IVF-Infertility.com home

In Vitro Fertilization

Provides a summary of the complications associated with IVF pregnancies compared to natural conception

IVF pregnancies

5 million babies have been born by ART methods since the birth of the first IVF baby Louise Brown in 1978 (ICMART 2012). IVF newborns accounted for over 1.5% of the United States total of 3.9 million. Unfortunately, not all IVF procedures that result in a pregnancy lead to a live birth. Approximately 15-20% of IVF pregnancies do not result in a live birth. IVF pregnancies are at increased risk of adverse perinatal outcome. However, the majority of the children conceived by IVF will have a good outcome.

A remarkable decline in the risk of preterm or very preterm delivery and stillbirth rates has been observed over the past twenty years. The improvement is primarily due to new regulations which limit the number of embryos, which can be transferred into the woman to avoid risky multiple births and also improved techniques (Human Reproduction 2015). The table below summarizes the overall outcome of IVF pregnancies compared to natural conception.

Early pregnancy

Pregnancy after IVF

  IVF pregnancy Natural conception Comments
Miscarriage 14-30% 15-20% Slight increase, due to older age.
Ectopic pregnancy 1-11% 0.2-1.4% Increase due to many factors.
Preterm delivery 24-30% 6-7% Four-fold increase.
Small birth weight 27-32% 5-7% Five-fold increase.
Stillbirth rate 1.2% 0.6% Two-fold increase.
Perinatal death 2.7% 1.0% Two-fold to four-fold increased risk.
Congenital abnormalities 1.0-5.4% 0.8-4.5% 30-40% increase. However, the absolute risk is nevertheless low.The increase is partly attributable to the underlying infertility as couples who take longer than 12 months to conceive also have an increased risk of abnormalities.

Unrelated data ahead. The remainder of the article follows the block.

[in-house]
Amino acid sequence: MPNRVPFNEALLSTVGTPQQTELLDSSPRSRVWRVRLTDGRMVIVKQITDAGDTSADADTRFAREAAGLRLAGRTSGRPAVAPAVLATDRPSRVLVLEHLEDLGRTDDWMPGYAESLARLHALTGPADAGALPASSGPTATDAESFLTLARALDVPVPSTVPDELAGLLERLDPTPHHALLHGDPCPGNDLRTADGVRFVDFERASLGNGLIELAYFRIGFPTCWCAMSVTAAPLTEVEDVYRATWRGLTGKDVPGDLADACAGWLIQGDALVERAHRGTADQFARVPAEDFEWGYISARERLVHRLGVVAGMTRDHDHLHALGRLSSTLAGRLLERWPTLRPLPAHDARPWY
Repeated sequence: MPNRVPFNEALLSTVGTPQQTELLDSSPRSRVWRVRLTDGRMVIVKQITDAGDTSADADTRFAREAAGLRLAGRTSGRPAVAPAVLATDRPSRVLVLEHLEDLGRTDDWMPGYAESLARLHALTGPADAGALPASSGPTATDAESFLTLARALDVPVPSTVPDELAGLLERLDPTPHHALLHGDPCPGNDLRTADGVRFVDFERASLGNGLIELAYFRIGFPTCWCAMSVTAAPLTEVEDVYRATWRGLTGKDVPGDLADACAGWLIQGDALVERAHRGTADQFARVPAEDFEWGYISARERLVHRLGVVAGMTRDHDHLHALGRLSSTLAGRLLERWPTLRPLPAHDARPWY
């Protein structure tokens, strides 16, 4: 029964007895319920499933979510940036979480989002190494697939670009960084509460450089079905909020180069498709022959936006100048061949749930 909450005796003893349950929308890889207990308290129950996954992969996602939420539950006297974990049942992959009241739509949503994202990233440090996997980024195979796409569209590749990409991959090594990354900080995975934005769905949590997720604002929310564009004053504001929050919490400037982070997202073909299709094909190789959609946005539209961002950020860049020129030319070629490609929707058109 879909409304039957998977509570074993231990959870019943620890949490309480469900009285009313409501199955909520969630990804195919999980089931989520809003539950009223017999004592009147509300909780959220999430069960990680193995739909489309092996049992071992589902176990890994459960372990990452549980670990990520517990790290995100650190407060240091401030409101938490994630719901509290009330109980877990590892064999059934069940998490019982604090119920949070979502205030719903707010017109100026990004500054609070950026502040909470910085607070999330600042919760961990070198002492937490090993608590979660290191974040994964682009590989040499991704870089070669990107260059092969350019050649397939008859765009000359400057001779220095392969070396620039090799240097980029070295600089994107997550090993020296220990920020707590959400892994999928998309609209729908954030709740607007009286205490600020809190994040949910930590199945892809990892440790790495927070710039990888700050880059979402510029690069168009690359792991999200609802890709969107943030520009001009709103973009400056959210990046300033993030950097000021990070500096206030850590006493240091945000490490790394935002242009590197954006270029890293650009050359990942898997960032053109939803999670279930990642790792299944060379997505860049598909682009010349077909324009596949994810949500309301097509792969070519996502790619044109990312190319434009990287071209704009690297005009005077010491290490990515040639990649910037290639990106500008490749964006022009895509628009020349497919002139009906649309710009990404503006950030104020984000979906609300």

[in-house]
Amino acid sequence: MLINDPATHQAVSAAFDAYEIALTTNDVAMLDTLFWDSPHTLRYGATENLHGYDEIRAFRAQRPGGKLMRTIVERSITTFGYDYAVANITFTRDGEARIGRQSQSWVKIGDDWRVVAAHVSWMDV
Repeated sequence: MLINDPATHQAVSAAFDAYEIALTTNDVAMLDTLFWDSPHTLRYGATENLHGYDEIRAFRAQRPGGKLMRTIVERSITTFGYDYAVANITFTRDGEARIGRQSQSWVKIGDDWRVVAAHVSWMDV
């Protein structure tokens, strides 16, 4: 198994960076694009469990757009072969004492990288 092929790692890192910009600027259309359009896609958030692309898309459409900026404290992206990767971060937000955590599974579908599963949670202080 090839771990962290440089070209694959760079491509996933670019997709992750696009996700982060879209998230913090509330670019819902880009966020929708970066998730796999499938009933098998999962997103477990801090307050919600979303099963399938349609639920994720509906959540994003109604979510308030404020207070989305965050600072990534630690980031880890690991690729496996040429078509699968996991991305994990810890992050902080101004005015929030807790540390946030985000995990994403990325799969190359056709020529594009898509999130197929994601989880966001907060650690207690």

Caesarean section 33-58% 10-25% Increase mainly because of multiple pregnancy and woman's age.
Multiple pregnancy
twins 24-31% 1.2-4.5% Increase due to higher number of embryos transferred.
triplets 0.5-5.2% 0.012%
quadruplets 0.5% 0.0001%

Pulmonary embolism and venous thromboembolism

The risk of pulmonary embolism (blockage of the main artery of the lung)) and venous thromboembolism (blood clot in the veins) Is increased during normal pregnancy, compared with non pregnant women. Pulmonary embolism and venous thromboembolism are potentially serious conditions and is a leading cause of maternal death

Swedish study (published in the BMJ 2013) reported that IVF is associated with an increased risk of pulmonary embolism and venous thrombosis in the first trimester of pregnancy compare with pregnant women who conceived naturally (4.2 in 1000 compared to 2.5 in 1000) and 0.08% compared with 0.05% for pulmonary embolism.

Outcome of children born following IVF treatment

Follow-up of children born as a result of IVF, ICSI and other forms of assisted conception is needed to study issues such as genetic risk, congenital malformation, psychological, physical development, and educational development, fertility, and risk of cancer. Some studies demonstrated no significant differences in the incidence of congenital and chromosomal abnormalities in children conceived after IVF compared to children conceived naturally. Furthermore, children appear to develop normally both from fresh and frozen embryo transfer. However, a recent major US study showed that babies born using assisted reproductive techniques like IVF are twice as likely to suffer from some heart problems and cleft lip and have four times the risk of certain gastrointestinal conditions.

Why some studies find birth defects more common among IVF-conceived babies, remaines to be answered. It is possible that the same reasons people have trouble conceiving and seek out fertility treatment could influence their increased risk of having a baby with a birth defect. There are evidences that couples who took longer than 12 months to conceive have an increased risk of structural chromosomal abnormalities. The IVF techniques themselves could be involved. Another possible cause is that babies conceived through fertility treatments are monitored more closely than other babies.